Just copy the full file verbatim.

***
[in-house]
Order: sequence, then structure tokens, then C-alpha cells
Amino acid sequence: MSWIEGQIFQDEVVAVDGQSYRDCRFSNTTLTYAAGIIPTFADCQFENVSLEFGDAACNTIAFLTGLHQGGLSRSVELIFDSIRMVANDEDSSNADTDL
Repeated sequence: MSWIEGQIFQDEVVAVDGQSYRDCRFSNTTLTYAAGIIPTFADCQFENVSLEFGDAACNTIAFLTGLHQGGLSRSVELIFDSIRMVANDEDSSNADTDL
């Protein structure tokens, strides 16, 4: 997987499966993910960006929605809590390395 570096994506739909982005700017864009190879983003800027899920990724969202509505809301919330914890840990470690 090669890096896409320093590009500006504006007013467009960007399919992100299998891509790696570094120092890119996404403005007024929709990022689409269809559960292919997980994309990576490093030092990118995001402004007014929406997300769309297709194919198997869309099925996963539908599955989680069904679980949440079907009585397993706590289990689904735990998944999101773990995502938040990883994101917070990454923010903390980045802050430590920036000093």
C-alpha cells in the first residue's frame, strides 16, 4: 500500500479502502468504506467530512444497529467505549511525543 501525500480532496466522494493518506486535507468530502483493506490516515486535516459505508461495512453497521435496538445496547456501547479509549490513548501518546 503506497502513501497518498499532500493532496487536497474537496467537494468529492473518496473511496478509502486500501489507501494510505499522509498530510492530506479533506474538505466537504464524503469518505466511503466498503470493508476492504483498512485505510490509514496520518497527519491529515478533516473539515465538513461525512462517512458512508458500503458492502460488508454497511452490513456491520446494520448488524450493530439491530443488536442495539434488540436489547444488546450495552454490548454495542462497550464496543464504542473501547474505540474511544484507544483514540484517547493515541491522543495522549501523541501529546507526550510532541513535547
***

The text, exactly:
[in-house]
Order: sequence, then structure tokens, then C-alpha cells
Amino acid sequence: MSWIEGQIFQDEVVAVDGQSYRDCRFSNTTLTYAAGIIPTFADCQFENVSLEFGDAACNTIAFLTGLHQGGLSRSVELIFDSIRMVANDEDSSNADTDL
Repeated sequence: MSWIEGQIFQDEVVAVDGQSYRDCRFSNTTLTYAAGIIPTFADCQFENVSLEFGDAACNTIAFLTGLHQGGLSRSVELIFDSIRMVANDEDSSNADTDL
């Protein structure tokens, strides 16, 4: 997987499966993910960006929605809590390395 570096994506739909982005700017864009190879983003800027899920990724969202509505809301919330914890840990470690 090669890096896409320093590009500006504006007013467009960007399919992100299998891509790696570094120092890119996404403005007024929709990022689409269809559960292919997980994309990576490093030092990118995001402004007014929406997300769309297709194919198997869309099925996963539908599955989680069904679980949440079907009585397993706590289990689904735990998944999101773990995502938040990883994101917070990454923010903390980045802050430590920036000093």
C-alpha cells in the first residue's frame, strides 16, 4: 500500500479502502468504506467530512444497529467505549511525543 501525500480532496466522494493518506486535507468530502483493506490516515486535516459505508461495512453497521435496538445496547456501547479509549490513548501518546 503506497502513501497518498499532500493532496487536497474537496467537494468529492473518496473511496478509502486500501489507501494510505499522509498530510492530506479533506474538505466537504464524503469518505466511503466498503470493508476492504483498512485505510490509514496520518497527519491529515478533516473539515465538513461525512462517512458512508458500503458492502460488508454497511452490513456491520446494520448488524450493530439491530443488536442495539434488540436489547444488546450495552454490548454495542462497550464496543464504542473501547474505540474511544484507544483514540484517547493515541491522543495522549501523541501529546507526550510532541513535547